So, what about the folks who’ve been jumping up and down like apes in a cage over the Hobby Lobby decision?

If you think they are going to go all moral and righteous over Samsung and its corporate child-labor-using brethren, raise your hand.


Me neither.

From China Labor Watch:

New York – China Labor Watch (CLW) has once again exposed the employment of child labor in Samsung’s supply chain, this time at a factory called Shinyang Electronics in Dongguan, China. This revelation comes nearly two years after CLW first revealed the exploitation of children in a Samsung supplier factory.

The production orders of Samsung are seasonal, and suppliers like Shinyang will alter the strictness of hiring practices in order to adapt to Samsung’s demands. During the busy season and in urgent need of labor, Shinyang hires child labor and underage student workers. These minors will usually only work for a period of three to six months, toiling for 11 hours every day without overtime pay, and the factory does not purchase social insurance for them as required by law. These young workers usually leave when the factory as it enters the off-season, and the factory does not need to provide any sort of severance pay.

On June 30, Samsung published its 2014 sustainability report titled “Global Harmony”. Within, Samsung says that it inspected working conditions at 200 suppliers in 2013 and “no instances of child labor were found”.

After allegedly inspecting hundreds of suppliers, Samsung did not find one child worker. Yet in just one Samsung supplier factory, CLW has uncovered several children employed without labor contracts, working 11 hours per day and only being paid for 10 of those hours.

CLW’s investigation of Shinyang revealed at least 15 sets of labor violations. In addition to child labor, unpaid overtime wages, excessive overtime, and a lack of social insurance, the investigation exposed a lack of pre-job safety training and protective equipment despite the use of harmful chemicals; discriminatory hiring; overuse of temp workers; workers made to sign blank labor contracts; illegal resignation requirements; potential audit fraud; broad company regulations that establishes the pretext to punish workers for almost any behavior; a lack of any union; and poor living conditions.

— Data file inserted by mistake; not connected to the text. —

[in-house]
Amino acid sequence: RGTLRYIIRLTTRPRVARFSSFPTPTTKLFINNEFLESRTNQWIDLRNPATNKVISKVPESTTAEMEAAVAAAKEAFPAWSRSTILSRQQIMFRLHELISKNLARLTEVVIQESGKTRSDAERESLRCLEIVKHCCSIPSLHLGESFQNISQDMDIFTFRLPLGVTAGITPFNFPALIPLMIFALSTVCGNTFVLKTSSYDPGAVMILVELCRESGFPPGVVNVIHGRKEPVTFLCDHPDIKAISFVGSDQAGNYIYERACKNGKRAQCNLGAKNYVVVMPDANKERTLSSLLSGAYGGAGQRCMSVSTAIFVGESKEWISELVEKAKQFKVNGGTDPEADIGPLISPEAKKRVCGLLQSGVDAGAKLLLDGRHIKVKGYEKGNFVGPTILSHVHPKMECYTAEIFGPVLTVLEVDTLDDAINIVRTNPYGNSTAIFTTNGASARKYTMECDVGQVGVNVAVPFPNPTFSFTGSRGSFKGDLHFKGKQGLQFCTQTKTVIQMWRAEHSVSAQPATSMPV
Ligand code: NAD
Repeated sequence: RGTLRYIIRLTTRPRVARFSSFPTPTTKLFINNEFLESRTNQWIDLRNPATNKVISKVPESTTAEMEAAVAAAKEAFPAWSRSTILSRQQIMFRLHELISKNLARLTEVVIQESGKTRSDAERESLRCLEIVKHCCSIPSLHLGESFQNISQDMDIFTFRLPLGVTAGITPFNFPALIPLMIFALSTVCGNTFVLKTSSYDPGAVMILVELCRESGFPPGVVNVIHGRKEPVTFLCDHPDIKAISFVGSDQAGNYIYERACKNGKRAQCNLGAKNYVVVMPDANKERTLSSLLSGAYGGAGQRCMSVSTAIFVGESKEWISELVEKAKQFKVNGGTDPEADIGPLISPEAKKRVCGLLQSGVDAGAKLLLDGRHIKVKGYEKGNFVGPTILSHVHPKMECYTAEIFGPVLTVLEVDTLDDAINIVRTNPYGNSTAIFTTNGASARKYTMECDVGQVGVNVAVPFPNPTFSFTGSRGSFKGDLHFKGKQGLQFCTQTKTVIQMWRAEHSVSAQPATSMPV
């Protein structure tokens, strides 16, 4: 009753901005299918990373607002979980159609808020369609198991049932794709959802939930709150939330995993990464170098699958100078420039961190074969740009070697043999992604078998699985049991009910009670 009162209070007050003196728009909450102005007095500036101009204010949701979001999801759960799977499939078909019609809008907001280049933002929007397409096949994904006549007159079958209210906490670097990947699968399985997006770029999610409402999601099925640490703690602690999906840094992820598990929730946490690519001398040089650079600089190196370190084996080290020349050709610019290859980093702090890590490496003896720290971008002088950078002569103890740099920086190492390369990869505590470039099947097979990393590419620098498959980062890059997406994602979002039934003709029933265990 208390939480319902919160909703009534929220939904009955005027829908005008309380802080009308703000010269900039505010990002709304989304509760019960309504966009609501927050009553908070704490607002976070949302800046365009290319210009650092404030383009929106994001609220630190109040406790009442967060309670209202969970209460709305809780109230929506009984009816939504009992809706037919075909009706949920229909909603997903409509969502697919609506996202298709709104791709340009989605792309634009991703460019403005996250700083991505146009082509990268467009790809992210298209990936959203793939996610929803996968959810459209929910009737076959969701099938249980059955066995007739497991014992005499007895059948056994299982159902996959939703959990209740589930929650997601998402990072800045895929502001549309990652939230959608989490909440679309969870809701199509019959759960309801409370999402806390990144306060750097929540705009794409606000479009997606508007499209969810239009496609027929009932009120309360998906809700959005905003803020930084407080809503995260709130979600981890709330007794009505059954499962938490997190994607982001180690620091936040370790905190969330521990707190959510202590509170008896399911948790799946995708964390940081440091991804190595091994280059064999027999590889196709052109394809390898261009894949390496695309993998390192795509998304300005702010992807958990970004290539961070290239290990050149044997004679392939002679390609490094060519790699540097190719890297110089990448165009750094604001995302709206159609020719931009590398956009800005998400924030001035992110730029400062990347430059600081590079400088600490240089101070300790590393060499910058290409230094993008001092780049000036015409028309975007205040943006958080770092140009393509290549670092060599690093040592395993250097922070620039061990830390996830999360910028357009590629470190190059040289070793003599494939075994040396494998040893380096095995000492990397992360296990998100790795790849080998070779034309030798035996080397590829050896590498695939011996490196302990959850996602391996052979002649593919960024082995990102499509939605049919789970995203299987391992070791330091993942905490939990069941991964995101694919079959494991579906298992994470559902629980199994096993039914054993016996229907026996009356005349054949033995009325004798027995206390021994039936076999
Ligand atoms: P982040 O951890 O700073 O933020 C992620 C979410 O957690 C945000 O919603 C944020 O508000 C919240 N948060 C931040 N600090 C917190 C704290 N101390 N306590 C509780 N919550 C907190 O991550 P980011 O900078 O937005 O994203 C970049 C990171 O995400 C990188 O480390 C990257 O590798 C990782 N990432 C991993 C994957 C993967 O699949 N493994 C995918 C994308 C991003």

• FW Ken

    I’m not going to very into a long thing about child labor, except that the picture above doesn’t resemble a coal mine or sweatshop, which is what I think of as “child labor”. It doesn’t resemble the department store stock room where I worked at age 16, unloading trucks in the Texas summer heat. So before we condemn “child labor”, we should ask about actual conditions and what kids not working would mean to their family finances. We might also think about how we infantilize our kids up into their 20s. But that’s all another topic, perhaps.

    No, the canned complaint about buying from China actually means we don’t want to buy from Chinese businesses, which means Chinese workers won’t have wages. Now let’s discuss economic morality.

    And this is typed on my Samsung Galaxy S5.

    • hamiltonr

      Ken, you might read the full report I linked to and see what you think.

      • FW Ken

        I read it, and part of a linked primary source report. I agree, not great labor relations. I do wonder whoever got severance pay from a temp job? I never got severance pay from full-time adult job layoffs.

        But that’s not my main point, which is that buying Chinese provides jobs for Chinese workers. No jobs, no income. Starvation.